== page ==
'Exhausted, scared': Front line workers burnt out in fourth wave, says doctor

·2 min read
COVID-19 is burning out frontline workers as the province heads deeper into the fourth wave of the pandemic. ( THE CANADIAN PRESS/Jonathan Hayward - image credit)
COVID-19 is burning out frontline workers as the province heads deeper into the fourth wave of the pandemic. ( THE CANADIAN PRESS/Jonathan Hayward - image credit)

As the COVID-19 pandemic drags on through a fourth, intense wave in the province, front line hospital staff are running on empty tanks.

Modelling from Public Health Agency of Canada released in early September shows provinces west and includes Quebec, are experiencing an increase in cases and hospitalizations. In Saskatchewan there are 228 hospitalizations as of Saturday.

It's the highest number of hospitalizations since early February.

According to government population estimates from April 2021, and current hospitalizations, Saskatchewan has about 19.3 people hospitalized with COVID-19 per 100,000 people. About three in four of those are not fully vaccinated.

In Ontario, there are about 2.2 people in hospital per 100,000.

Front line workers have voiced their distress at hospitals filling up. Advocates warn of the toll it may have on the health care sector

"We do not have the capacity and the workforce to deal with COVID and at the same time provide critical care to non-COVID patients," said Dr. Ann Collins, former president of the Canadian Medical Association.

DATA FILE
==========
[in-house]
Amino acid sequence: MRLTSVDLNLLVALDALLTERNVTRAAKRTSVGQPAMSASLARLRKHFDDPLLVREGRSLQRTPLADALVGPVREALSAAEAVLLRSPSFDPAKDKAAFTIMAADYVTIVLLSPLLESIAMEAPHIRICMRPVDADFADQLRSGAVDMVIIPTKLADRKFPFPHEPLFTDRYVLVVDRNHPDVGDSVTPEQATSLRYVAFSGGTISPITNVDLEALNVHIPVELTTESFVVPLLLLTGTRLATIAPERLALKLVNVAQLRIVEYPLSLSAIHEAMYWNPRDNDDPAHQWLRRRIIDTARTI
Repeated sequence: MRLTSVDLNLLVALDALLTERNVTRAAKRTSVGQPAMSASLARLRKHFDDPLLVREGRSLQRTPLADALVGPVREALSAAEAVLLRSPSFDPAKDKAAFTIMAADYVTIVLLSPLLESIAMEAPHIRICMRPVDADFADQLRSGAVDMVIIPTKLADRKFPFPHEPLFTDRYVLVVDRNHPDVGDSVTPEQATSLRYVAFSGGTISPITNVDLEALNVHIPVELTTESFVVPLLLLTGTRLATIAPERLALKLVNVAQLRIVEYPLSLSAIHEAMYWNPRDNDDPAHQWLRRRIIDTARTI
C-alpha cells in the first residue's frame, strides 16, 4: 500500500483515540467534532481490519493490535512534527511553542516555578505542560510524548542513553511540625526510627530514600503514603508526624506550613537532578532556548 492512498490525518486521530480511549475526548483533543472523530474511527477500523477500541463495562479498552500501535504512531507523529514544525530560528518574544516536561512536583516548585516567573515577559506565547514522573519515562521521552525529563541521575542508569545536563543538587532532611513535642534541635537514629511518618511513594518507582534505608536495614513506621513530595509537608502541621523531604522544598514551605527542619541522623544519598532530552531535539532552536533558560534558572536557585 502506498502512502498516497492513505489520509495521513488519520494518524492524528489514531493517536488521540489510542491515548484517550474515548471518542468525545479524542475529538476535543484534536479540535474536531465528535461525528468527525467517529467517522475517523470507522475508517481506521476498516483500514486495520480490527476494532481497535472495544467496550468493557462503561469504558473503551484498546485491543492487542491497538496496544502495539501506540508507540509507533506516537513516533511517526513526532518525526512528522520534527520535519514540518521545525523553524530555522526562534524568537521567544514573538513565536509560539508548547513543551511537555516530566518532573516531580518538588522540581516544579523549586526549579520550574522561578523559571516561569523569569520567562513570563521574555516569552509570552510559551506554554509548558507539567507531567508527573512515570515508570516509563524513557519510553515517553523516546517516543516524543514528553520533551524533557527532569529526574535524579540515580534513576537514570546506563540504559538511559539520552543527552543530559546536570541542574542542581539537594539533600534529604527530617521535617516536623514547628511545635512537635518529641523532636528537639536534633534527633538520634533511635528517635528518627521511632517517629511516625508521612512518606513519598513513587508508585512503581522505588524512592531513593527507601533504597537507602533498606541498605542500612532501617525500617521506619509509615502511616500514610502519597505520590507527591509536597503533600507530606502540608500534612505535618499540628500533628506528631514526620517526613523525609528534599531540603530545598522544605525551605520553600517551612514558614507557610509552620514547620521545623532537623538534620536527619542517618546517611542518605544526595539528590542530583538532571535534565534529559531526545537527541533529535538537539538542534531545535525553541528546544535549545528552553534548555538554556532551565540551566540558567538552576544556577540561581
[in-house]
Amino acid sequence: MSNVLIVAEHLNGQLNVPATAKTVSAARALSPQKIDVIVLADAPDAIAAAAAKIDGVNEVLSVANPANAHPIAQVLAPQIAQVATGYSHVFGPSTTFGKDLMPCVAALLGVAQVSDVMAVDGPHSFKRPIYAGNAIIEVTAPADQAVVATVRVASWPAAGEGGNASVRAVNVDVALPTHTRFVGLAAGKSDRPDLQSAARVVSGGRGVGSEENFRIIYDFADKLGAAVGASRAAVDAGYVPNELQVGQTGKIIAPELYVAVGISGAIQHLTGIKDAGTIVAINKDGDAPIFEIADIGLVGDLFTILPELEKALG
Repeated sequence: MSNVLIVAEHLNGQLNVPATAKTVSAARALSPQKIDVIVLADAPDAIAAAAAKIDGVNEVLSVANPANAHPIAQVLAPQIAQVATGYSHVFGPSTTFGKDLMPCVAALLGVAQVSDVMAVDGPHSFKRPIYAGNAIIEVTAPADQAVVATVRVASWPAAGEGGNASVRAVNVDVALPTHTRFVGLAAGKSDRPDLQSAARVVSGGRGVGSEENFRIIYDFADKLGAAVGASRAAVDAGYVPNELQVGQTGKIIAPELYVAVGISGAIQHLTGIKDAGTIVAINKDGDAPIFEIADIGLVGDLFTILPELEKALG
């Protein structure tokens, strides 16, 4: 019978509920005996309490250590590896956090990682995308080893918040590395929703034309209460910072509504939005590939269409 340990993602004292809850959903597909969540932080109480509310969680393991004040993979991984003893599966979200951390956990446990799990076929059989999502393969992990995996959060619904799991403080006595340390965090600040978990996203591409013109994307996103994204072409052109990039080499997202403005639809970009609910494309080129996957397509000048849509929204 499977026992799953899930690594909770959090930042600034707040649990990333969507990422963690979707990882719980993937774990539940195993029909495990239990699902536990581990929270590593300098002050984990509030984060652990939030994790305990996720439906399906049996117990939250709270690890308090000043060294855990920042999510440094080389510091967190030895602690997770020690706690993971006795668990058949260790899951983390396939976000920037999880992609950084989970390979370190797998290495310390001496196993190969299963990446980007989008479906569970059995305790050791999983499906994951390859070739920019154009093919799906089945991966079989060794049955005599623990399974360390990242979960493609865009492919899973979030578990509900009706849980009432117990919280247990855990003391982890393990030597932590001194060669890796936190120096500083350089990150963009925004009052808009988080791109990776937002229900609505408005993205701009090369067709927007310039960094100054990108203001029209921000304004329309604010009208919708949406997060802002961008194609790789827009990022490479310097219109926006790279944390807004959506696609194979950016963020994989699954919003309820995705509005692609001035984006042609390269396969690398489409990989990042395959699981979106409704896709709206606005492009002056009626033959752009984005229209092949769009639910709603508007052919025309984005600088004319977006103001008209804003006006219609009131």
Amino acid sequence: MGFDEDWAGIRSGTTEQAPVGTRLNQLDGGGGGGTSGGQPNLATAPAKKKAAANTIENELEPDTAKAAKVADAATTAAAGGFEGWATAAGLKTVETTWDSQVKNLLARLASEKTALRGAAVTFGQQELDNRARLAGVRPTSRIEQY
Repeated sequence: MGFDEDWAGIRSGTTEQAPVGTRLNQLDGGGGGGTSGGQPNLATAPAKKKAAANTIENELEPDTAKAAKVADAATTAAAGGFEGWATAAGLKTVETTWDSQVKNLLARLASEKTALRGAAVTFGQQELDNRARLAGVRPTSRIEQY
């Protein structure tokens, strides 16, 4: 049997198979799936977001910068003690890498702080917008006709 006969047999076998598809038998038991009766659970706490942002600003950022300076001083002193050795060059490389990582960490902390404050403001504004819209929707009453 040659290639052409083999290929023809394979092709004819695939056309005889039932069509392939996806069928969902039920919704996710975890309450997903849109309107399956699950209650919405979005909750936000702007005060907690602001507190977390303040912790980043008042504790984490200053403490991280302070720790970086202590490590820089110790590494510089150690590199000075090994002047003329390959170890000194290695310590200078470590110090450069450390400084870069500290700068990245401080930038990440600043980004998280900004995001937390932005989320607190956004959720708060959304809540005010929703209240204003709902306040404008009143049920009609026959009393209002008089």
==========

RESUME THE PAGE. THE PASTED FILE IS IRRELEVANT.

"Very simply put, the long-term consequence is if we do not have a healthy health care workforce, we are not going to have health care."

In a document which was obtained by CBC News, projections shared before a virtual town hall with physicians Thursday night indicated that Saskatchewan could see a rolling seven-day average of 125 infected people in ICUs by Sept. 30.

On Sept. 10, the province announced it would reduce non-elective and non-critical services to expand surge capacity for hospitals, including an increase in Intensive Care Unit beds to 130 beds, up from 79. That's to accomodate a projected 80 patients with COVID-19 and 50 without.

Dr. Alex Wong, an infectious disease specialist, told CBC News that the "capacity to create additional surge beds — and, more importantly, staff those beds — is really, really limited."

Collins told CBC's Leisha Grebinski on Saskatoon Morning that the health care system already had problems, which were exacerbated by COVID-19. She said the system needs to change, and motioned to political leaders as those who need to address deficiencies in the health care system.

On top of that and crowded hospitals, nurses have had to deal with protests outside hospitals in Saskatchewan during the province's fourth wave.

"They're exhausted; they're frustrated; and now, unfortunately, in some instances, to add to all of that worry, they are scared," Collins said.

"They're not only facing internal pressures in their workplace, but in some parts of our country [they're] facing really unfortunate and misinformed challenges to get inside or outside of their work."

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